The UK may accept the “price” of tariffs on goods to strike a trade deal with the EU, Michael Gove says – as he again insisted there would be no extension to the Brexit transition period beyond 31 December.
The charges would be “a missed opportunity”, the cabinet office minister said, but added: “If that is the price that we have to pay, then there we go.”
Giving up on the demand for a “zero-tariff, zero-quota” deal could be acceptable to secure the prize of breaking free of EU rules, he told a parliamentary inquiry.
The comments come after government sources insisted the EU would have to give way to rescue a deal, attacking Brussels for refusing to accept the UK’s “sovereignty”.
But Mr Gove acknowledged the UK might “end up like Canada with tariff on a possible number of goods” – billing the move as a compromise Brussels might accept.
The UK was “prepared to modify our ask”, to regain autonomy over “level playing field” regulations on workers and the environment. “It is one of the ways in which we would be prepared to show leg,” he said.
During the evidence given to the Lords EU committee, Mr Gove also:
* Insisted the EU would fail if it asked the UK for a transition extension, saying: “We think it would be in nobody’s interest. I can’t imagine anything other than no.”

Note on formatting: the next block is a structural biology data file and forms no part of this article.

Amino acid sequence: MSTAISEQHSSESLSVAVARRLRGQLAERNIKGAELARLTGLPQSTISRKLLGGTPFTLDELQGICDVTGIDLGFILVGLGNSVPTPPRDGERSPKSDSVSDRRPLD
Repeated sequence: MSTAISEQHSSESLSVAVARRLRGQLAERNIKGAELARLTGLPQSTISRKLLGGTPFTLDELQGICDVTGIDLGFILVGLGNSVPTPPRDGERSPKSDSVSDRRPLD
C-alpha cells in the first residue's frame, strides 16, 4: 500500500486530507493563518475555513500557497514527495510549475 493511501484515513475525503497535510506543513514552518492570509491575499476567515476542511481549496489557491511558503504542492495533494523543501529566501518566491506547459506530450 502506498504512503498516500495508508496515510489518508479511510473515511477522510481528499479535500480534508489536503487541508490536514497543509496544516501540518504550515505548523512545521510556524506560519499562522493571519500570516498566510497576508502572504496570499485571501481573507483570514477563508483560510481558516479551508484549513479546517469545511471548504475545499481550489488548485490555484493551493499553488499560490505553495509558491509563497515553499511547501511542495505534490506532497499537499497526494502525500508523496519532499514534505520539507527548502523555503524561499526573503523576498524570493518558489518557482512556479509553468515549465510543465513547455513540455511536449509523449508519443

* Agreed the UK would be at risk of a Donald Trump trade war if the transition was extended, saying: “Precisely so, precisely right.”
* Insisted there would be no medicine shortages if there is a no-deal Brexit at the end of 2020, arguing: “We have done the work already.”
Mr Gove’s comments hinted at the UK’s approach at a high-level meeting in June – the last before the deadline for any request to extend the transition.
A carbon copy of the EU’s trade deal with Canada would involve accepting tariffs and quotas, including on agricultural goods.
However, it would still appear to leave the two sides far apart, with the EU demanding an agreement on fishing rights first, as well as the UK accepting level playing field commitments.
Earlier, Simon Coveney, the Irish deputy prime minister, struck a gloomy note, saying: “Time is short and there’s an awful lot to do.”
Mr Johnson sparked a huge row by refusing to accept Irish Sea checks, saying in December: “There will be no checks on goods from GB to Northern Ireland or Northern Ireland to GB.”
But Mr Gove acknowledged the need for controls – in both directions – while declining to set out exactly how they would work, even the clock ticking down to 31 December, when they will be needed.
“I don’t think you have answered any of my questions!” protested Lord Kerr, the peer who drafted the Article 50 process.
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